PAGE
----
Comment of the Day: In Defense of the Same Old-Looking Stuff

COMMENT OF THE DAY: IN DEFENSE OF THE SAME OLD-LOOKING STUFF “I hate to say it, but there’s a lot going for inoffensive tried-and-true faux-historical designs built from readily available, durable, and inexpensive materials by contractors that have done dozens of projects before, just like it. Spectacular architecture necessarily entails the risk of spectacular failure.” [TheNiche, commenting on Apartments Planned for Montrose Fiesta Site Will Go Tall Mediterranean]

10 Comment

  • That comment should go in the CVB’s marketing materials. “Welcome to Houston. You may be asking yourself, ‘Why are there so many crappy buildings here?’ But, dear visitor, there is a reason: We’re afraid to build better ones!”

  • Pretty much, yeah. I’m not trying to defend forgettable architecture; I’m only explaining it.

  • Whew, hate to get into this religious argument, but isn’t what you describe essentially vernacular architecture? Jim, are you saying vernacular architecture is by definition crappy? Is that because what you want is every building to be a new idea?

  • but just think, if every building in houston was consensus-defined as “pleasant looking”, we’d still have to bemoan the fact that we’re all driving ugly cars cuz the roads are turning to sh#@ and it’d be even more noticeable that everyone walks around dressed like a sloppy adolescent outside of work.

    lipstick on a pig comes to mind.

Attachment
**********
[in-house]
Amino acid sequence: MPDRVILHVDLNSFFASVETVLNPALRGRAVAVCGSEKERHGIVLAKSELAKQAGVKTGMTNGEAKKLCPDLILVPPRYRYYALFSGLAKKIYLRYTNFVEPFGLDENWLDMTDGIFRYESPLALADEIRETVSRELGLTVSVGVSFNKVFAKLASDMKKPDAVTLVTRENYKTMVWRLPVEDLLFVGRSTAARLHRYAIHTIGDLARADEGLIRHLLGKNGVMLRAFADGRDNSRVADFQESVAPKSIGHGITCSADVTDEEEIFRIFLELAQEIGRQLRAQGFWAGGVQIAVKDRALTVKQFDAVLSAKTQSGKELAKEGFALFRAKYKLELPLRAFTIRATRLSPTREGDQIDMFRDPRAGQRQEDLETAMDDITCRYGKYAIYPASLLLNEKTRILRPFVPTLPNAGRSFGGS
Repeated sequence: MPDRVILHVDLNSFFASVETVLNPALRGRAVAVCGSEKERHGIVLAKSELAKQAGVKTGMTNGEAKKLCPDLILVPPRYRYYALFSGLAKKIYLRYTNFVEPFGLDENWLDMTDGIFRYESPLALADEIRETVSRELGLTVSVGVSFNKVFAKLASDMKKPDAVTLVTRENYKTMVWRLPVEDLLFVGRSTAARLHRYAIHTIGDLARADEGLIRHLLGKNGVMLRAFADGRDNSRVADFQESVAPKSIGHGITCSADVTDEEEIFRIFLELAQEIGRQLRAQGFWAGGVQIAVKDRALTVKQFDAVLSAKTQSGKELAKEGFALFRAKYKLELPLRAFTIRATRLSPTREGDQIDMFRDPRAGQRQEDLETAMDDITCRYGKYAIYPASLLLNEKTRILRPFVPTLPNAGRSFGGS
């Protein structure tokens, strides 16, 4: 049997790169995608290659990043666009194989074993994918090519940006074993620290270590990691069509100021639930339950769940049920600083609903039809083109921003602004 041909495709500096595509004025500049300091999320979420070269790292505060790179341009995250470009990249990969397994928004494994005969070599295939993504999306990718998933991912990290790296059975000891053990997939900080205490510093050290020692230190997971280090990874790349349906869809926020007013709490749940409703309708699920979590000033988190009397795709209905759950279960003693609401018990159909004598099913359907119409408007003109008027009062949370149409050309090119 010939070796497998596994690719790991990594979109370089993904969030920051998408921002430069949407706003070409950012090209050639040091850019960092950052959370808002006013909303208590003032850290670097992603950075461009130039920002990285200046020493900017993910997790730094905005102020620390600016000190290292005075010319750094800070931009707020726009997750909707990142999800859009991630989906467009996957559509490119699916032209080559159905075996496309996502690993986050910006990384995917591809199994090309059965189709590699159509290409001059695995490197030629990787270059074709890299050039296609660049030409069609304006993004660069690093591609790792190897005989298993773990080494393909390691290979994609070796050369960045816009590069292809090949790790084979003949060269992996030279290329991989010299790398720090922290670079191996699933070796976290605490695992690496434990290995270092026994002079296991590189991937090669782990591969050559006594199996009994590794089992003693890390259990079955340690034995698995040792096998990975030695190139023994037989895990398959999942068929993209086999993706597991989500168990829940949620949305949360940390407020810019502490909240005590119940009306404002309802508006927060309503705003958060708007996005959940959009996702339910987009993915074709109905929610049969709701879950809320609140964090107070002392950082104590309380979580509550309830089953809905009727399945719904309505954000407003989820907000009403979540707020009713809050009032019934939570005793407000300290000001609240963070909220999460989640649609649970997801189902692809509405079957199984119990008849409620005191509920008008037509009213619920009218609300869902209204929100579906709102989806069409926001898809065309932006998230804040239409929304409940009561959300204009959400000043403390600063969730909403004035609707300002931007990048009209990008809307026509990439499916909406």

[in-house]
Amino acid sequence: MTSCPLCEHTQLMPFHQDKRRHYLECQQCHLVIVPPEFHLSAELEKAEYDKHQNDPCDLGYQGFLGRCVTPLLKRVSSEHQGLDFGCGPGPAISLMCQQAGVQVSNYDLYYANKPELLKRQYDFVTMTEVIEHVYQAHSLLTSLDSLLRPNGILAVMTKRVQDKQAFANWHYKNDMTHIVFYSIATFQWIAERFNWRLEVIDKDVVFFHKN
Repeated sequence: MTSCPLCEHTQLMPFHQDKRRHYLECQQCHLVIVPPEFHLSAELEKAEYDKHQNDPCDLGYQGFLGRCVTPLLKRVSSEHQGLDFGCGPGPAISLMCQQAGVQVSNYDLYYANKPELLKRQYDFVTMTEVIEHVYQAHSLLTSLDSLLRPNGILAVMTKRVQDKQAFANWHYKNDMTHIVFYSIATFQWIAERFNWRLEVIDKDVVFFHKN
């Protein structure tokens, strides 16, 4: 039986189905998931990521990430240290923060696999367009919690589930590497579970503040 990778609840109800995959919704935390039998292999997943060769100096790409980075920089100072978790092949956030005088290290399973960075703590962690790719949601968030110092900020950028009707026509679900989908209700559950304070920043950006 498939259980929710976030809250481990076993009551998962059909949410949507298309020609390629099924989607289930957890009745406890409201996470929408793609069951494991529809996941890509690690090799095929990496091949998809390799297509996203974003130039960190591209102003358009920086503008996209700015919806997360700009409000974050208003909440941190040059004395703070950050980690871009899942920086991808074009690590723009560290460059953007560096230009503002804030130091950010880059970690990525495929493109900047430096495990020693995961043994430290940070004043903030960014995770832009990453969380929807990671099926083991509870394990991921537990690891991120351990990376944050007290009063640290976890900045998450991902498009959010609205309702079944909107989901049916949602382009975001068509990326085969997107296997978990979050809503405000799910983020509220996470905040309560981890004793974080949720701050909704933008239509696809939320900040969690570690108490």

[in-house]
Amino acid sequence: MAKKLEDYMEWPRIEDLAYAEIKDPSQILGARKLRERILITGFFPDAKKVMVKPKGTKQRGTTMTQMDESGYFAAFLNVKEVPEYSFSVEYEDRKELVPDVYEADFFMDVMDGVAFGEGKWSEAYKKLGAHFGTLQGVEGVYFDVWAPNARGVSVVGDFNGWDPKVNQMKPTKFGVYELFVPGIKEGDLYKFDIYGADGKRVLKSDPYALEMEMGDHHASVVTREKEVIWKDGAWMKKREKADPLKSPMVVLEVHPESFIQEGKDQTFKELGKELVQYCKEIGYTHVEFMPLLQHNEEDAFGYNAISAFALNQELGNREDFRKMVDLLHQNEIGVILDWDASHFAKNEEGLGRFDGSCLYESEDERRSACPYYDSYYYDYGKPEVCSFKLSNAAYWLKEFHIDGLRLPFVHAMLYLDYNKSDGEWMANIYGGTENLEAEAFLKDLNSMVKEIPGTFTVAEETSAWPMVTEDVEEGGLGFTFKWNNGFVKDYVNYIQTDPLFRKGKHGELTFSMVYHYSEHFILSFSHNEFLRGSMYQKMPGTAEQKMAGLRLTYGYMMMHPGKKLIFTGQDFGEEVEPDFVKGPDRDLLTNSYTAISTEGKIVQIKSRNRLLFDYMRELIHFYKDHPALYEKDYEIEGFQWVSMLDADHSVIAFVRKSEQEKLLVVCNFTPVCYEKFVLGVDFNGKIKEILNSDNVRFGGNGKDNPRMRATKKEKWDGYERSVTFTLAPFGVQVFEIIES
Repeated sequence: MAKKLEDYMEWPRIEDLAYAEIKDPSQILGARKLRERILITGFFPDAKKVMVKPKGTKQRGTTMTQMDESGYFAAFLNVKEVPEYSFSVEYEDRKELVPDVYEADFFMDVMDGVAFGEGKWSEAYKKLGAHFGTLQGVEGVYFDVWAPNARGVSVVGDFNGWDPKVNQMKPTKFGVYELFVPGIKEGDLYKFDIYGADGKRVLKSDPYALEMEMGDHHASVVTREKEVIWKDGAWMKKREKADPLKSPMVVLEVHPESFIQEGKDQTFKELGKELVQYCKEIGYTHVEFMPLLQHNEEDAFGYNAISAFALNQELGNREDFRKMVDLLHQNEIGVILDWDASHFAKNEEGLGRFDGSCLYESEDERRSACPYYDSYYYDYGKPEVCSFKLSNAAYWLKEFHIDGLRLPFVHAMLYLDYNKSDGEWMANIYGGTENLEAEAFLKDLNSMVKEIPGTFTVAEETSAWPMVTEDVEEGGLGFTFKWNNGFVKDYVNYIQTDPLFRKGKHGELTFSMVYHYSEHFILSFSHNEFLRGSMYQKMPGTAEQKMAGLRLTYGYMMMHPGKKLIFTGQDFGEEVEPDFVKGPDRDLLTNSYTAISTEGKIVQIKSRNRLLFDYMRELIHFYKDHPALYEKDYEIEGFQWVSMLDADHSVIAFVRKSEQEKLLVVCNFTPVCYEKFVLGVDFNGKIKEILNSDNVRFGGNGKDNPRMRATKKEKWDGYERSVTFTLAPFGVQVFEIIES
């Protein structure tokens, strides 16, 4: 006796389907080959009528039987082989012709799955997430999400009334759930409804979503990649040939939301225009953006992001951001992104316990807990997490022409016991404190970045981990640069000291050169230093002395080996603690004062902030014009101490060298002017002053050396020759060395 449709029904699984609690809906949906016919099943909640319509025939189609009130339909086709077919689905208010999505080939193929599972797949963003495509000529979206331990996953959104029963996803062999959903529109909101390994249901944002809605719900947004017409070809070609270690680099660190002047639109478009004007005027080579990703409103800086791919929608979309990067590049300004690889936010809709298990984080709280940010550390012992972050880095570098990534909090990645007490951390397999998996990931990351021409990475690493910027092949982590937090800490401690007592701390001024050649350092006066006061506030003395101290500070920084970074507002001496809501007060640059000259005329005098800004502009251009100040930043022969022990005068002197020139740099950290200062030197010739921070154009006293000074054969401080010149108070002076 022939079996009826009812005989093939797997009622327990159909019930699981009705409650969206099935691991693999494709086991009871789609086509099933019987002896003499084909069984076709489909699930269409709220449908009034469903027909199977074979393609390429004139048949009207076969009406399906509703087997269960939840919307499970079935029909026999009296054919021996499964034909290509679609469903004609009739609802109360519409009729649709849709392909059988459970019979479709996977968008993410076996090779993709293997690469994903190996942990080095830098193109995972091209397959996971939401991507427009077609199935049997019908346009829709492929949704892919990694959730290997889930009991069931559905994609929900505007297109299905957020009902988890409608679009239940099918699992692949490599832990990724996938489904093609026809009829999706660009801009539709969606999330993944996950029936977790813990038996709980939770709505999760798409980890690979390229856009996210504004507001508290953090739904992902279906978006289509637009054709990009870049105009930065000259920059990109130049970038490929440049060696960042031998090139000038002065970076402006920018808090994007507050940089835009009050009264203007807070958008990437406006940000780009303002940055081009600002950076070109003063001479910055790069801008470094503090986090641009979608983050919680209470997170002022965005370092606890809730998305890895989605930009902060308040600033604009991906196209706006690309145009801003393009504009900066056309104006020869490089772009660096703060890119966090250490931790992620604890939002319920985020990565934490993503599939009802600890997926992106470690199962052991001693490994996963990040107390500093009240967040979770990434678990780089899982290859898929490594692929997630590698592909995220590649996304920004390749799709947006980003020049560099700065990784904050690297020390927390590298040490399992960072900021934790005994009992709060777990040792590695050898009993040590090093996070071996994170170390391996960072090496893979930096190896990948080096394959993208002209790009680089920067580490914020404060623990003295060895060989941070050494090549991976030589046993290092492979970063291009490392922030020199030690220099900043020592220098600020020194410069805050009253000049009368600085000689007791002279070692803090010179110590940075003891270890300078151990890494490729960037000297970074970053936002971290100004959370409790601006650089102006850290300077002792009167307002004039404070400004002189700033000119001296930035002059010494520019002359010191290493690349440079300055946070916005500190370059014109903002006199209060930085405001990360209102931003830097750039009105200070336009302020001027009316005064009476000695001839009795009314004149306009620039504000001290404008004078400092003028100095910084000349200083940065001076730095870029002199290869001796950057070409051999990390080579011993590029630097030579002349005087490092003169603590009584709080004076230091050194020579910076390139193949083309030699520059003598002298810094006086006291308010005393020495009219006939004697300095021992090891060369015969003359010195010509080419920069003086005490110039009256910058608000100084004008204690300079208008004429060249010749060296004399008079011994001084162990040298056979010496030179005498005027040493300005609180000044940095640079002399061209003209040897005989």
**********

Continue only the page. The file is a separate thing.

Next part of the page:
• TheNiche Wrote: “Spectacular architecture necessarily entails the risk of spectacular failure.”

    That might be true but I have to try and clear up an insidious misconception here.

    First of all, I don’t think anyone who is a proponent of progressive contemporary architecture is pushing for a new Falling Water or Zaha Hadid designed avant-guard experiment. It is an extremely unfortunate and yet pervasive fallacy to equate contemporary, non-kitschy architecture with splashy, risky design and poor quality construction done with non-durable materials. There are plenty of examples of understated, elegant, and yes, conventionally constructed and well-built modern design here in Houston. They include local firms such as Lake|Flato (designer of the new HEB) or Kirksey.

    It’s silly to lump all of modernism together, but depending on your definition of it, Modernism in one form or another has been extensively practiced all over the world ever since the Bauhaus school attempted to develop a formal pedagogy for it in the 1920’s. I *think* over 100 years and x-number of buildings later, we’ve figured out how to build it without leaks.

    Your second false assumption is that Marvy Finger builds in the Faux-traditional style because it’s “tried-and-true” or “inexpensive.” Ok, well maybe if you go faux all the way (as in crappy plaster cast stone facades) then it would be cheaper. But either way, I’d wager that Finger, who didn’t get to where he is by being losing money, is pitching his products at a very specific market segment. Namely, wealthy people and those with aspirations of even more wealth. In the United States it seems that modern architecture is associated with public buildings and some kind of suspicious, alien, and vaguely socialist agenda. Who wants their family, friends, or boss to think that they’re weird or some kind of communist? Hence, the best way to have your dwelling embody your conservative social stance and financial aspirations (or status) is to live in a nice replica of a Tuscan Pallazo or French chateau. Of course, this is absurd and impossible to pull off when you try to cram all the programming and functions of a multi-family apartment or condo building into it, so you usually end up with some kind of a hideous Frankenstein behemoth. Witness any Randall Davis project as an example. It’s alive… ALIVE!!!!